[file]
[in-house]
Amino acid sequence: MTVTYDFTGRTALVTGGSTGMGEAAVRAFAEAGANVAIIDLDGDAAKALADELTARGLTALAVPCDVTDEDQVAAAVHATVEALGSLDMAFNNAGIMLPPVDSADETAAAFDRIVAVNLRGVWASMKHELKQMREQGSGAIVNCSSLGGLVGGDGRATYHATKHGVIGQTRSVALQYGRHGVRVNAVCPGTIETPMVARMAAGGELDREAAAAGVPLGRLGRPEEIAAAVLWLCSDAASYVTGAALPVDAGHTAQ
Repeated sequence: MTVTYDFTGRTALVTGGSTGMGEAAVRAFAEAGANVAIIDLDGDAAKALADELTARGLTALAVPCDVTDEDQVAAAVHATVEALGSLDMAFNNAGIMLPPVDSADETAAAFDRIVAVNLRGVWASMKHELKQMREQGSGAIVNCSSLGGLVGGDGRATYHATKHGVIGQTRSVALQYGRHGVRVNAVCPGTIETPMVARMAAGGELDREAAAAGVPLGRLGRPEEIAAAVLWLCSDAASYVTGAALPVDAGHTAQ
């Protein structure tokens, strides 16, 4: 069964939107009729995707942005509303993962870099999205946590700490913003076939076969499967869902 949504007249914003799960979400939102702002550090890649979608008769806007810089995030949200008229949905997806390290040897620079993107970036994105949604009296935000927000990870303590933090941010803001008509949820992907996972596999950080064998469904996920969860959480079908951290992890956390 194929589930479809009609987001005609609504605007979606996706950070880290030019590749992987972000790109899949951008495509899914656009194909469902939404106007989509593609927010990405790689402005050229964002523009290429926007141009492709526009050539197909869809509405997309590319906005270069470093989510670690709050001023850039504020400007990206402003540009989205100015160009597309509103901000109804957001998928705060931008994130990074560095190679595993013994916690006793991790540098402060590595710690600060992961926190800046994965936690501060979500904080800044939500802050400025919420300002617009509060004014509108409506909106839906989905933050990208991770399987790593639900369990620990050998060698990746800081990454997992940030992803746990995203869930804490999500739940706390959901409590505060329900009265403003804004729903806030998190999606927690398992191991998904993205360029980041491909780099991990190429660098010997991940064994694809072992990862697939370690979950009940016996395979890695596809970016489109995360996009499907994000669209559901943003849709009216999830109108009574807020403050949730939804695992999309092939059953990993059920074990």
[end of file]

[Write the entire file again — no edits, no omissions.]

[in-house]
Amino acid sequence: MTVTYDFTGRTALVTGGSTGMGEAAVRAFAEAGANVAIIDLDGDAAKALADELTARGLTALAVPCDVTDEDQVAAAVHATVEALGSLDMAFNNAGIMLPPVDSADETAAAFDRIVAVNLRGVWASMKHELKQMREQGSGAIVNCSSLGGLVGGDGRATYHATKHGVIGQTRSVALQYGRHGVRVNAVCPGTIETPMVARMAAGGELDREAAAAGVPLGRLGRPEEIAAAVLWLCSDAASYVTGAALPVDAGHTAQ
Repeated sequence: MTVTYDFTGRTALVTGGSTGMGEAAVRAFAEAGANVAIIDLDGDAAKALADELTARGLTALAVPCDVTDEDQVAAAVHATVEALGSLDMAFNNAGIMLPPVDSADETAAAFDRIVAVNLRGVWASMKHELKQMREQGSGAIVNCSSLGGLVGGDGRATYHATKHGVIGQTRSVALQYGRHGVRVNAVCPGTIETPMVARMAAGGELDREAAAAGVPLGRLGRPEEIAAAVLWLCSDAASYVTGAALPVDAGHTAQ
């Protein structure tokens, strides 16, 4: 069964939107009729995707942005509303993962870099999205946590700490913003076939076969499967869902 949504007249914003799960979400939102702002550090890649979608008769806007810089995030949200008229949905997806390290040897620079993107970036994105949604009296935000927000990870303590933090941010803001008509949820992907996972596999950080064998469904996920969860959480079908951290992890956390 194929589930479809009609987001005609609504605007979606996706950070880290030019590749992987972000790109899949951008495509899914656009194909469902939404106007989509593609927010990405790689402005050229964002523009290429926007141009492709526009050539197909869809509405997309590319906005270069470093989510670690709050001023850039504020400007990206402003540009989205100015160009597309509103901000109804957001998928705060931008994130990074560095190679595993013994916690006793991790540098402060590595710690600060992961926190800046994965936690501060979500904080800044939500802050400025919420300002617009509060004014509108409506909106839906989905933050990208991770399987790593639900369990620990050998060698990746800081990454997992940030992803746990995203869930804490999500739940706390959901409590505060329900009265403003804004729903806030998190999606927690398992191991998904993205360029980041491909780099991990190429660098010997991940064994694809072992990862697939370690979950009940016996395979890695596809970016489109995360996009499907994000669209559901943003849709009216999830109108009574807020403050949730939804695992999309092939059953990993059920074990």